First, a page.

Rather, it is generally agreed that no people would freely invent a history of slavery and that the events told in the first chapters of the book have a historical basis. Either he or his son Merneptah was the pharaoh of the Exodus. They were Hebrews, possibly those who had come to Egypt from Canaan when the Hyksos ruled and were enslaved when the latter fell from power in the 16th century B. This highly speculative theory has not been taken into account in the preparation of this commentary.
Rather, we have proceeded from the text as it now stands, and in this way—after its final redaction—it has been accepted by Israel and has exerted an enormous influence. Whether or not the events happened exactly as described is in the final instance less important than the way in which they were experienced and comprehended.
The material contained in Exodus may be classified as consisting of biography, narrative, poetry, law, and archival records. A number of major and minor motifs are clearly discernible, some of which are paralleled in other biblical literature and in ancient Near Eastern texts. The wilderness theme: A person or nation has to be isolated and refined by trial in the desolate desert. The covenant theme: The divine or earthly suzerain and his vassal enter into a treaty which sets forth the obligations of both partners. The text of the book as we now have it is the result of a long literary development.
In part it goes back to old traditions which were transmitted orally at first and then committed to writing. That being the case, are there elements in Exodus which may be assigned to Moses and his time? Most likely some traditions went back to him and others may be even older. As the centuries wore on, new materials were added and old ones altered so that even within one segment we may now find diverse reflections.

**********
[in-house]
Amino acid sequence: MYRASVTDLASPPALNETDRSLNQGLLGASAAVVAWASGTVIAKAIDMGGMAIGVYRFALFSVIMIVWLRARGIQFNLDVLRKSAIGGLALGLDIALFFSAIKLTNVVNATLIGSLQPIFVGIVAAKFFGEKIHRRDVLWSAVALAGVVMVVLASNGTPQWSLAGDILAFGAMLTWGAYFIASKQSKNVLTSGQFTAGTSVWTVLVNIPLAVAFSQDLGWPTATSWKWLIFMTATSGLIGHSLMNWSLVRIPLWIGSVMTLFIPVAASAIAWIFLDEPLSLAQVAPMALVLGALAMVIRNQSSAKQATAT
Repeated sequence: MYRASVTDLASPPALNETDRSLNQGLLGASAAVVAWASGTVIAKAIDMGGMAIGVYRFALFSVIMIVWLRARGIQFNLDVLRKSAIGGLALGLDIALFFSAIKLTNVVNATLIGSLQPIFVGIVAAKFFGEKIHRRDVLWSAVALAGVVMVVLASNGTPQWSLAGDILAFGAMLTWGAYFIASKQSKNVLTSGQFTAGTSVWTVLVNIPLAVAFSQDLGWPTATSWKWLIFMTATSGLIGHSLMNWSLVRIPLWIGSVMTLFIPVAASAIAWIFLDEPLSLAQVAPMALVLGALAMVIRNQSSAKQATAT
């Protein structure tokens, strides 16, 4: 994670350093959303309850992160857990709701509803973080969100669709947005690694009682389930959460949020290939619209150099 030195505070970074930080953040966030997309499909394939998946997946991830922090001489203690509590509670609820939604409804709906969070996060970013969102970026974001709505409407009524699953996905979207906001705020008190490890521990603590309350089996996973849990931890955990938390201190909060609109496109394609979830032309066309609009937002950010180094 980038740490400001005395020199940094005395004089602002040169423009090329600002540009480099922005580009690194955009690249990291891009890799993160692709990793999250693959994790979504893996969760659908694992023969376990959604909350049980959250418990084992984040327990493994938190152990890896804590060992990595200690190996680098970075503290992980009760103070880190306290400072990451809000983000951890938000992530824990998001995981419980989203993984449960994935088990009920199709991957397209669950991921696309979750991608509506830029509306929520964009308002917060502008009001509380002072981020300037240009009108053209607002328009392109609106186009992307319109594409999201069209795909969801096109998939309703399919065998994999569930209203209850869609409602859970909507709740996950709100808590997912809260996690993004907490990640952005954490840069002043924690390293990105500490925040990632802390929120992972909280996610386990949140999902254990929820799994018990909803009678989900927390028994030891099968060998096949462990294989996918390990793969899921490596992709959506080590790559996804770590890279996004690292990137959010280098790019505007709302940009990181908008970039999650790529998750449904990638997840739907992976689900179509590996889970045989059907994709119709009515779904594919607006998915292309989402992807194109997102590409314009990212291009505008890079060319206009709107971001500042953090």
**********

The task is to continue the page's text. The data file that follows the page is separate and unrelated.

Old Testament Theology in a Canonical Context. Philadelphia, PA: Fortress Press, Cross, F. The Oxford Dictionary of the Christian Church. Elwell, Walter A. Baker Encyclopedia of the Bible. Kruse, C. Matthews, Victor H. The Old Testament: Text and Context.
Peabody, MA: Hendrickson Publishing, Pate, C. Randolph, Tucker Wade Dennis Jr. Walton, John H. Wildavsky, Aaron. Wood, D.
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- Exodus | Old Testament | devyzuzyvoby.tk.
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New Bible Dictionary. You are commenting using your WordPress. You are commenting using your Google account. You are commenting using your Twitter account. You are commenting using your Facebook account. Notify me of new comments via email. Notify me of new posts via email. Skip to content. Most authors and scholars would agree that the theocracy in Israel was established at Mount Sinai Moses received the Ten Commandments directly from God. References Carson, D. Stuart, Douglas K.
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Exodus: History or Mythic Tale? | My Jewish Learning
Name required. The historical validity of this narrative is controversial. Some scholars stress the lack of Egyptian evidence testifying to the enslavement of the Israelites, pointing out that very little Egyptian influence is discernible in biblical literature and in ancient Hebrew culture.
- The Exodus and the Origins of Theocracy in Israel;
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If such a tradition exists, it must reflect an historical truth. There is no doubt that slavery played a major role in the structure of the Egyptian state. Finally, the reign of Ramses II B. But the only contemporary Egyptian source which actually mentions Israel is the stela pillar with inscription of King Merneptah from the fifth year of his reign B.
This single fact, however, does not resolve the enigma.
Was Moses “a god”? Exodus 4:16 and 7:1
Obviously, the orthodox tradition accepts the biblical account literally, despite all the miracles it describes. There are scholars who seek to explain the miraculous events in rational and natural terms. They refer to ancient disasters which befell Egypt—floods, drought, slave rebellions, and invasions.
Could these not be the ten plagues of Egypt?
Related The origin of God (Exodus Book 4)
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